House on Haunted Hill

House on Haunted Hill

Welcome to ALTER: Horror Through History. This is the third in a weekly series of classic horror movie viewing parties. With each installment we will be introducing a famous film from the horror canon and discussing how it's still influential today.

Right now I am pleased to introduce the cinematic treat that is William Castle’s 1959 House on Haunted Hill. In this film, horror icon Vincent Price plays a millionaire throwing a “party” in a haunted house (go figure) for his wife. However, instead of inviting all of their friends, he picks a group of people to pay $10,000 each if they can stand being locked inside the home for one night. You know, just casual party games.

Castle knew his genre: B- horror. He was a master at taking small budgets and creating larger than life worlds. He was inspired to create such niche films after watching the 1955 psychological thriller- Les Diaboliques (dee-ah-bolique). Something that made him stand out is his use of the gimmick. He’s self aware and leans into the carnival-esque special effects that go into his films. He embraces the camp and somehow still creates an atmosphere that leaves the audience on edge.

Castle made a point to have his work as immersive as possible. House on Haunted Hill specifically had a trick he called Emergo, which consisted of an elaborate pulley system behind the theater screen holding a large plastic skeleton with glowing red eyes that would fly over the audience at the climax of the film. This had the audience going wild. Eventually movie-goers caught on and would throw things at the skeleton, some troublemakers even brought slingshots.

What I love most about House on Haunted Hill is that it’s not a monster film. The antagonist is supposed to be the house, but truly it’s just a rich guy in a suit. It unapologetically blends horror, drama, and mystery- a cocktail that makes for a wild ride. This film not only paved the way for other iconic Haunted House movies, but also for psychological horror. Alfred Hitchcock even studied this film among other Castle’s work before creating Psycho (1960).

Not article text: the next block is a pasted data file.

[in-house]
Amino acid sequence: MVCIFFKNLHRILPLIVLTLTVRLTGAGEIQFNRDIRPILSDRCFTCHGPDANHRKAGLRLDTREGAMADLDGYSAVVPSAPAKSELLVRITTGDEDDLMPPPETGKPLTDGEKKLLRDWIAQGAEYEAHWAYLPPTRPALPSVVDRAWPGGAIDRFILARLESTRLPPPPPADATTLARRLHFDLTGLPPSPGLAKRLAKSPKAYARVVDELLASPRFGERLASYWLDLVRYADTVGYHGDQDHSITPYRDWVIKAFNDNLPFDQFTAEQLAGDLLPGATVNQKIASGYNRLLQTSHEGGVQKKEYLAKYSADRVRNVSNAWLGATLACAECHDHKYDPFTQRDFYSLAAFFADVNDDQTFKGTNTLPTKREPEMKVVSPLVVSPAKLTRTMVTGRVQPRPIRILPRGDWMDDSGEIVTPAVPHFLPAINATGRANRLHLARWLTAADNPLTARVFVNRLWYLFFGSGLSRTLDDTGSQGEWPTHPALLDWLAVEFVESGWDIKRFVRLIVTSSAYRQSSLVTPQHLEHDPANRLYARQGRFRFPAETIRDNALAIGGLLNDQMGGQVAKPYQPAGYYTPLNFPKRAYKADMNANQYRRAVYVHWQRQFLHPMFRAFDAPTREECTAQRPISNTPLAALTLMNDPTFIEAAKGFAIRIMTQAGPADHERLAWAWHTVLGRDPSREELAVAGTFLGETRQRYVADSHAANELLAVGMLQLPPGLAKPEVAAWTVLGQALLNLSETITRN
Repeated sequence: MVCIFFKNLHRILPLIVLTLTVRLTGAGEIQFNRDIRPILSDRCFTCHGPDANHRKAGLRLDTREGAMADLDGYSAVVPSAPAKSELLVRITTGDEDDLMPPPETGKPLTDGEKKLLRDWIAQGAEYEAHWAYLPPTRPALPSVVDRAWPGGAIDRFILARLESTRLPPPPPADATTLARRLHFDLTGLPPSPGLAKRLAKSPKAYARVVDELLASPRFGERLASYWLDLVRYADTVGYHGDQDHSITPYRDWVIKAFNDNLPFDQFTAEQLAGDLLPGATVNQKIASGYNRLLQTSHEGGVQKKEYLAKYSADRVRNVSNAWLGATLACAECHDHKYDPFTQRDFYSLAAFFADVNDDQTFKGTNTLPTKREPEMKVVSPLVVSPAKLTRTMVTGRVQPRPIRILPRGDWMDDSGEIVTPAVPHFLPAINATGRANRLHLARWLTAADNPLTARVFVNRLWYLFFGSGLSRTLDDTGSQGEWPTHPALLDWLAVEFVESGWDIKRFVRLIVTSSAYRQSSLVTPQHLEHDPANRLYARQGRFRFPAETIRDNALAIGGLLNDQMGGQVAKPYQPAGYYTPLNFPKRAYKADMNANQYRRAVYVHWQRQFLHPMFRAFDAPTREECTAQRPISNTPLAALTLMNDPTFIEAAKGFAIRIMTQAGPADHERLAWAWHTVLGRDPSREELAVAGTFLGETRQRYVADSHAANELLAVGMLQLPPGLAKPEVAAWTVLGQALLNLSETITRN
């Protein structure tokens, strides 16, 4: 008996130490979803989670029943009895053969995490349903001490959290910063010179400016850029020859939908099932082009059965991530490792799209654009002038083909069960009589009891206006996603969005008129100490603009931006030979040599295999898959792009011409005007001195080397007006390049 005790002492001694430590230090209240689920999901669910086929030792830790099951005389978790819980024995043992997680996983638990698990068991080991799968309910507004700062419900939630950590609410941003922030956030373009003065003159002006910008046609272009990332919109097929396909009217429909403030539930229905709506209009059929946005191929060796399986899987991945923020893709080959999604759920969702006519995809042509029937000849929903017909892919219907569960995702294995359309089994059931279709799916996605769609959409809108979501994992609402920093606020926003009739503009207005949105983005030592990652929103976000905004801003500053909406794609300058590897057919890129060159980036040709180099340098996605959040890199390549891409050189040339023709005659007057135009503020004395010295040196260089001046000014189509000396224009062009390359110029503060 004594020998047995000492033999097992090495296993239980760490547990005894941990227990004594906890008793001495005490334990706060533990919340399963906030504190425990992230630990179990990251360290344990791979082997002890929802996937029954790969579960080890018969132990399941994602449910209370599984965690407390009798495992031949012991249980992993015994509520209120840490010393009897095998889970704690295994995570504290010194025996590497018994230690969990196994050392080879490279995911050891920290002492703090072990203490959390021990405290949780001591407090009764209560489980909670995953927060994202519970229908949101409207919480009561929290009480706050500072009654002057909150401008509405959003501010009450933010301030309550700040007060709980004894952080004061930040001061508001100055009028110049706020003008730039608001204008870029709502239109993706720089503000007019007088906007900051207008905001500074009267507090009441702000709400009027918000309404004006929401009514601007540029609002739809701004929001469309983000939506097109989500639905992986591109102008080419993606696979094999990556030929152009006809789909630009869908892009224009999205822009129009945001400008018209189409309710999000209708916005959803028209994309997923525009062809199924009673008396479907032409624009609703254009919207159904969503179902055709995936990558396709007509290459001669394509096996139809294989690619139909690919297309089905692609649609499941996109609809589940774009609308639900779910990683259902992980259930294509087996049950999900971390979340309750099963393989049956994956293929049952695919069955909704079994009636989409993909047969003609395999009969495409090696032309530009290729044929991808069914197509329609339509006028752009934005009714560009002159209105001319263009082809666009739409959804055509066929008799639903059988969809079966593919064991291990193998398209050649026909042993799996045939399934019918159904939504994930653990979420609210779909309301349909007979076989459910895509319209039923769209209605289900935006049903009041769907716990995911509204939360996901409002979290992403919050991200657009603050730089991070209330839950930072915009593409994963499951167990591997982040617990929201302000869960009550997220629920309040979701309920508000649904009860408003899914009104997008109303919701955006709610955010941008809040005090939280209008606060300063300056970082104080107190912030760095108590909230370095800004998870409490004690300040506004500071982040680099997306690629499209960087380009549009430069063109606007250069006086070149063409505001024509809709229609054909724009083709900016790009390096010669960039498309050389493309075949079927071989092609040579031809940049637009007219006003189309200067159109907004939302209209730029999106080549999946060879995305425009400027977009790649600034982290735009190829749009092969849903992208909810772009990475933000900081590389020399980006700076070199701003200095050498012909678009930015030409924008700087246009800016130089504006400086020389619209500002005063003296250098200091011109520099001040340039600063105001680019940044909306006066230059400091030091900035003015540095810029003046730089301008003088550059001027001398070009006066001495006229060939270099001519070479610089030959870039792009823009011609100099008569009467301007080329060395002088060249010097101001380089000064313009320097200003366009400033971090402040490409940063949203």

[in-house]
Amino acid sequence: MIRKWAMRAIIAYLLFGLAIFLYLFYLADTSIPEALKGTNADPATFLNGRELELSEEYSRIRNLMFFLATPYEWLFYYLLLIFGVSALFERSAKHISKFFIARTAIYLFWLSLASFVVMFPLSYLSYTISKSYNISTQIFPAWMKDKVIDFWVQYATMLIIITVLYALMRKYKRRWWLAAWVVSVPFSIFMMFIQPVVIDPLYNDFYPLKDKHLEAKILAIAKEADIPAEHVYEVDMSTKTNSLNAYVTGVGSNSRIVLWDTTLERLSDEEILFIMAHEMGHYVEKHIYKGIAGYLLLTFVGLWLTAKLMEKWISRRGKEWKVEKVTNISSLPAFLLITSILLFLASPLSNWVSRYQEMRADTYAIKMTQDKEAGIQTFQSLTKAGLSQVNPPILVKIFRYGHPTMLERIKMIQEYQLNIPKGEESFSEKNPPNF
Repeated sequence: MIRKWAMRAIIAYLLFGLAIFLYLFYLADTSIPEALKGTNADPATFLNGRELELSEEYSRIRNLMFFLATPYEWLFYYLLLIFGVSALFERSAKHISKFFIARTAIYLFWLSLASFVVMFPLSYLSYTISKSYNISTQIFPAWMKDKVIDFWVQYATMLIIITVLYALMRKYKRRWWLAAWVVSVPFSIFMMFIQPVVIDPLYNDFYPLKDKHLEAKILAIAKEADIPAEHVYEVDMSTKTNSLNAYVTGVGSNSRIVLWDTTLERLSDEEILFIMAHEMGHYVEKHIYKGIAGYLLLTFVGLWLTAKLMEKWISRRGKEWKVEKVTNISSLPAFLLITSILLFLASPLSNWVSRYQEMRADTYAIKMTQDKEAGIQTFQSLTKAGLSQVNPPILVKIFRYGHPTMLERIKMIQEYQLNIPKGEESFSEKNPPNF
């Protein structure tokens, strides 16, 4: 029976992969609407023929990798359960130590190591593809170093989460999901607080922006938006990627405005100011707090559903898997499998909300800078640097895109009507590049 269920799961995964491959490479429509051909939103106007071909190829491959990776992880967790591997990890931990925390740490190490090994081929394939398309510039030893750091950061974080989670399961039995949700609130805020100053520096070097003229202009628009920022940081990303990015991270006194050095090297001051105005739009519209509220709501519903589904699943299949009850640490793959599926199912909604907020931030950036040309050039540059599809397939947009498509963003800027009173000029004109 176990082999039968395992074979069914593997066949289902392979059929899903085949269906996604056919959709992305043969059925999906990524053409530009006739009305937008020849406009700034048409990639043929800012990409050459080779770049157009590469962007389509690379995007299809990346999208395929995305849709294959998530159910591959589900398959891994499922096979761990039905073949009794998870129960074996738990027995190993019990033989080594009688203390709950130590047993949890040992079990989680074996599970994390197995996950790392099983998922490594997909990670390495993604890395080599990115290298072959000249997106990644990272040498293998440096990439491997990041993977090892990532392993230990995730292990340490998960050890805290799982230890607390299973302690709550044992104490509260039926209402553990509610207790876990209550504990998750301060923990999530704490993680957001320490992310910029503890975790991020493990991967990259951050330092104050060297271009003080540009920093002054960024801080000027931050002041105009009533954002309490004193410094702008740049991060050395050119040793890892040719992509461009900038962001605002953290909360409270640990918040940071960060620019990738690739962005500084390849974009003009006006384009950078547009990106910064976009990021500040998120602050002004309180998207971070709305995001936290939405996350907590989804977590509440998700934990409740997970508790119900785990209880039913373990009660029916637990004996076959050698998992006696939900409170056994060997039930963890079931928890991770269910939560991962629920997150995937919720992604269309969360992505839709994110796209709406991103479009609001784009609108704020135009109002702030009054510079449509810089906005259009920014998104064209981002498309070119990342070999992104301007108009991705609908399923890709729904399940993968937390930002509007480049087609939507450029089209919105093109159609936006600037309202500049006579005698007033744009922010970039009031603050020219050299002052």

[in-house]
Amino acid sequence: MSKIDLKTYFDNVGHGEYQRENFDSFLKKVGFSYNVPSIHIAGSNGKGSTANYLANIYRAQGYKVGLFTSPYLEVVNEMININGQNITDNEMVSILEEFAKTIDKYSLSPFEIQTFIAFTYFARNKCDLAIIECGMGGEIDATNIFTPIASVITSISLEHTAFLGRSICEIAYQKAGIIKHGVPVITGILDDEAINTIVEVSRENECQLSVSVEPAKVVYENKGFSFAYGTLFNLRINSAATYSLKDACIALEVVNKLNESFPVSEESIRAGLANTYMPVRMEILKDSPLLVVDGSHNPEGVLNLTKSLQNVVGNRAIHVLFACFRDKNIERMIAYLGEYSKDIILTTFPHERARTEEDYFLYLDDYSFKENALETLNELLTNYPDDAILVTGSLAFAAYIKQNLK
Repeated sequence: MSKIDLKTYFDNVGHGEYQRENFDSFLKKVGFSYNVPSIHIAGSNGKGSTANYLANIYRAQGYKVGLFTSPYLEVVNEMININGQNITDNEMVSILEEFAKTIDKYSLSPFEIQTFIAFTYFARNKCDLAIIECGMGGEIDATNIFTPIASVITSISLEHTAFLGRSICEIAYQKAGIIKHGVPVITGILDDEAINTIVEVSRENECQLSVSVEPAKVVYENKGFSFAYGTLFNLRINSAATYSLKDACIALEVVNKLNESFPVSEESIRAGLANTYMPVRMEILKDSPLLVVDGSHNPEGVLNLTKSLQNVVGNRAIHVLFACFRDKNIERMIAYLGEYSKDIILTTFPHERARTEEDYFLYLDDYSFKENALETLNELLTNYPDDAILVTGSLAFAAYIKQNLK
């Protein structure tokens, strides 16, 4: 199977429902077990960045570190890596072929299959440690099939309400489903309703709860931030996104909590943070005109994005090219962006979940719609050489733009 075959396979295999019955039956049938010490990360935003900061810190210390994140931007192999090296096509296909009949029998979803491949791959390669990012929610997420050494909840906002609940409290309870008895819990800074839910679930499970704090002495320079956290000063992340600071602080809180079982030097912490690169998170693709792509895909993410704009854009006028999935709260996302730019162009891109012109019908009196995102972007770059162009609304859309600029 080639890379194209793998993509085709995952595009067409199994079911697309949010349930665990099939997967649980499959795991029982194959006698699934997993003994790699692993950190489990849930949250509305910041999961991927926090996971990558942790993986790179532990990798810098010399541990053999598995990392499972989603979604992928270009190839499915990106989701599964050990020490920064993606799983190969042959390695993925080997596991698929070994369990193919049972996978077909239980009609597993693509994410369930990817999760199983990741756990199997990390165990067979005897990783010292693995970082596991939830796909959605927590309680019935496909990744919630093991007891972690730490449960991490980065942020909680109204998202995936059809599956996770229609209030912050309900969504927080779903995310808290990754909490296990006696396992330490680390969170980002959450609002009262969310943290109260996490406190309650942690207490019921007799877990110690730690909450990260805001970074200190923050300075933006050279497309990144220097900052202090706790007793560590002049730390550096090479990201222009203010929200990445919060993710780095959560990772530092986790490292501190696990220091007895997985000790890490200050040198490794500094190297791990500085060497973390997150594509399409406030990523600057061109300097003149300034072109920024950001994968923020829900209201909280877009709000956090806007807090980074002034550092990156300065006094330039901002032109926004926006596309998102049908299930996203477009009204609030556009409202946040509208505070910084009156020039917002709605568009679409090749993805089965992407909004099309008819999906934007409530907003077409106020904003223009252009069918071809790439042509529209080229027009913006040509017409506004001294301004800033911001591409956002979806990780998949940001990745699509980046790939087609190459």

I’d also like to emphasize that this work was made in the 50s. Although I’d like to believe the concepts thrown around are tongue in cheek, I’m still not quite sure. Castle certainly uses the mental state of each character as a driving force for creating horror through reaction.I find this interesting, although problematic in a lot of ways.

Even though Emergo probably won’t appear in your living room, and things might not get as rowdy (that’s a challenge), there are a couple of things you can do to enhance this viewing experience. As I said before, Castle did a great job of poking fun at his haunted house gags while additionally creating tension. He did this in two ways: amplification of sound and the use of harsh lighting. I invite you to watch House on Haunted Hill with the sound up and the lights off. Enjoy!